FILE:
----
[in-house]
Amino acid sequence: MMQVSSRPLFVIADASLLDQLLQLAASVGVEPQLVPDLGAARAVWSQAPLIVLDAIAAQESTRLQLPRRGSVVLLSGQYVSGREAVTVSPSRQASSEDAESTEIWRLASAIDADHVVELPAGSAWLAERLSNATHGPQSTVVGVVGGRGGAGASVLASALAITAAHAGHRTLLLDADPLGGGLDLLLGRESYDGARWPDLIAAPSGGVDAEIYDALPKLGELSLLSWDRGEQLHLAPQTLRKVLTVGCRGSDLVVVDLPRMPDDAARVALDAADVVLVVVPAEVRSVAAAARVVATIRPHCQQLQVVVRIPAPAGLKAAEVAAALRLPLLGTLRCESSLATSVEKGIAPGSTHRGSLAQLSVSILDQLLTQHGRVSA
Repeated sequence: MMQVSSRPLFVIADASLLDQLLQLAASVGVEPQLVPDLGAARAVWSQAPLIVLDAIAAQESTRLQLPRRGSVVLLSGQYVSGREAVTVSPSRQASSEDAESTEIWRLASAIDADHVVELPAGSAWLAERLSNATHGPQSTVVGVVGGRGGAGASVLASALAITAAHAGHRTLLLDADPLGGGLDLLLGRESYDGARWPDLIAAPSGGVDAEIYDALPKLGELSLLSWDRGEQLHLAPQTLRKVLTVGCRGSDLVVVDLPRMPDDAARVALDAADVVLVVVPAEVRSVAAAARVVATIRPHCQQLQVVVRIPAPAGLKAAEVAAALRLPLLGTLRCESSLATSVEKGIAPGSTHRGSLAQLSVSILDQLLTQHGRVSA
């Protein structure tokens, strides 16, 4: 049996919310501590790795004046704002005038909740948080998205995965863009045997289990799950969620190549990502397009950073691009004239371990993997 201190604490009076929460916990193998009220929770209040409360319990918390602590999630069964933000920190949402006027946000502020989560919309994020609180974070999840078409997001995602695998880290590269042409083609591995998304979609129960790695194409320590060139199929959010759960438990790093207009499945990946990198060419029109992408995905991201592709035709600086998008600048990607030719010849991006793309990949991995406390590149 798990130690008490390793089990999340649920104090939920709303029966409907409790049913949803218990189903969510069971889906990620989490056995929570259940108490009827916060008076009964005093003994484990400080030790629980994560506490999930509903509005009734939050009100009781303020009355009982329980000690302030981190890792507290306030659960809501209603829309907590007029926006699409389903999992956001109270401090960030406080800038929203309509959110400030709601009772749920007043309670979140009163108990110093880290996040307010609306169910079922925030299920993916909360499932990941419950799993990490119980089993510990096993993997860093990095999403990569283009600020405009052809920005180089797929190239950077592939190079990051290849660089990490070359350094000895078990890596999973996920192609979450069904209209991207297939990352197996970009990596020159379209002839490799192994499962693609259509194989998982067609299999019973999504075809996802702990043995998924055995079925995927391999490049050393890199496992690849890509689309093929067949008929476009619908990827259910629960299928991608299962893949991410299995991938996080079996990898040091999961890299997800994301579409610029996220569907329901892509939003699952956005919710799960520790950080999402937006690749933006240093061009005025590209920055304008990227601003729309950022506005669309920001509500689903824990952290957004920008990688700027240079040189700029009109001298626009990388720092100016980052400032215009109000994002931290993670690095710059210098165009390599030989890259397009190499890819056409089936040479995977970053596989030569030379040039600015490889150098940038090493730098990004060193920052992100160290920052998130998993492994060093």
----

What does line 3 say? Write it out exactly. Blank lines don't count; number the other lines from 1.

Repeated sequence: MMQVSSRPLFVIADASLLDQLLQLAASVGVEPQLVPDLGAARAVWSQAPLIVLDAIAAQESTRLQLPRRGSVVLLSGQYVSGREAVTVSPSRQASSEDAESTEIWRLASAIDADHVVELPAGSAWLAERLSNATHGPQSTVVGVVGGRGGAGASVLASALAITAAHAGHRTLLLDADPLGGGLDLLLGRESYDGARWPDLIAAPSGGVDAEIYDALPKLGELSLLSWDRGEQLHLAPQTLRKVLTVGCRGSDLVVVDLPRMPDDAARVALDAADVVLVVVPAEVRSVAAAARVVATIRPHCQQLQVVVRIPAPAGLKAAEVAAALRLPLLGTLRCESSLATSVEKGIAPGSTHRGSLAQLSVSILDQLLTQHGRVSA